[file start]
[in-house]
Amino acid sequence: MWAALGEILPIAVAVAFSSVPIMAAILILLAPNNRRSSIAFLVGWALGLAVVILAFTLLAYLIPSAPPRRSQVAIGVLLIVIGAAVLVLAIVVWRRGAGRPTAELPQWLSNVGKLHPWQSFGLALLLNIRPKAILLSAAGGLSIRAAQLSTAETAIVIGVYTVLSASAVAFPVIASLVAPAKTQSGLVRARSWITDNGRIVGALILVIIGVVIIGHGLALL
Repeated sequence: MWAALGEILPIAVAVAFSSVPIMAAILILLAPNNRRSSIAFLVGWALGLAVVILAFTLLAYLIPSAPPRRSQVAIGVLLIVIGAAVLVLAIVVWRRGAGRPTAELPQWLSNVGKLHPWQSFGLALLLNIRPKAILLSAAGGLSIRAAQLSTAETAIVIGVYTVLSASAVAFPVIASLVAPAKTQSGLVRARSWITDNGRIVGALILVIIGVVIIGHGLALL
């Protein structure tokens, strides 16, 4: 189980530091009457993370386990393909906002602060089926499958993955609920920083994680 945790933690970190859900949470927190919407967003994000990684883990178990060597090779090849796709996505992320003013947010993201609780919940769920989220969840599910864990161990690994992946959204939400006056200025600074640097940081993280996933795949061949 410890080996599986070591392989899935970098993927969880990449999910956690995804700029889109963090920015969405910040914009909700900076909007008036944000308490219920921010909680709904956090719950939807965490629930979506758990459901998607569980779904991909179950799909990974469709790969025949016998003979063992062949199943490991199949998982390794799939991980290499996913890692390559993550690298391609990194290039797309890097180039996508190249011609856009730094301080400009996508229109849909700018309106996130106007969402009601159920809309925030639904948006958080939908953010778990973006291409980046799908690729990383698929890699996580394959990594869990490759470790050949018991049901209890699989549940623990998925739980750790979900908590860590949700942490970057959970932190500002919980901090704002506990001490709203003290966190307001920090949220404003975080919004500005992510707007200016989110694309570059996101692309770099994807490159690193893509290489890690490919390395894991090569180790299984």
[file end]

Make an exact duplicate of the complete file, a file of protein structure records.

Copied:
[in-house]
Amino acid sequence: MWAALGEILPIAVAVAFSSVPIMAAILILLAPNNRRSSIAFLVGWALGLAVVILAFTLLAYLIPSAPPRRSQVAIGVLLIVIGAAVLVLAIVVWRRGAGRPTAELPQWLSNVGKLHPWQSFGLALLLNIRPKAILLSAAGGLSIRAAQLSTAETAIVIGVYTVLSASAVAFPVIASLVAPAKTQSGLVRARSWITDNGRIVGALILVIIGVVIIGHGLALL
Repeated sequence: MWAALGEILPIAVAVAFSSVPIMAAILILLAPNNRRSSIAFLVGWALGLAVVILAFTLLAYLIPSAPPRRSQVAIGVLLIVIGAAVLVLAIVVWRRGAGRPTAELPQWLSNVGKLHPWQSFGLALLLNIRPKAILLSAAGGLSIRAAQLSTAETAIVIGVYTVLSASAVAFPVIASLVAPAKTQSGLVRARSWITDNGRIVGALILVIIGVVIIGHGLALL
């Protein structure tokens, strides 16, 4: 189980530091009457993370386990393909906002602060089926499958993955609920920083994680 945790933690970190859900949470927190919407967003994000990684883990178990060597090779090849796709996505992320003013947010993201609780919940769920989220969840599910864990161990690994992946959204939400006056200025600074640097940081993280996933795949061949 410890080996599986070591392989899935970098993927969880990449999910956690995804700029889109963090920015969405910040914009909700900076909007008036944000308490219920921010909680709904956090719950939807965490629930979506758990459901998607569980779904991909179950799909990974469709790969025949016998003979063992062949199943490991199949998982390794799939991980290499996913890692390559993550690298391609990194290039797309890097180039996508190249011609856009730094301080400009996508229109849909700018309106996130106007969402009601159920809309925030639904948006958080939908953010778990973006291409980046799908690729990383698929890699996580394959990594869990490759470790050949018991049901209890699989549940623990998925739980750790979900908590860590949700942490970057959970932190500002919980901090704002506990001490709203003290966190307001920090949220404003975080919004500005992510707007200016989110694309570059996101692309770099994807490159690193893509290489890690490919390395894991090569180790299984």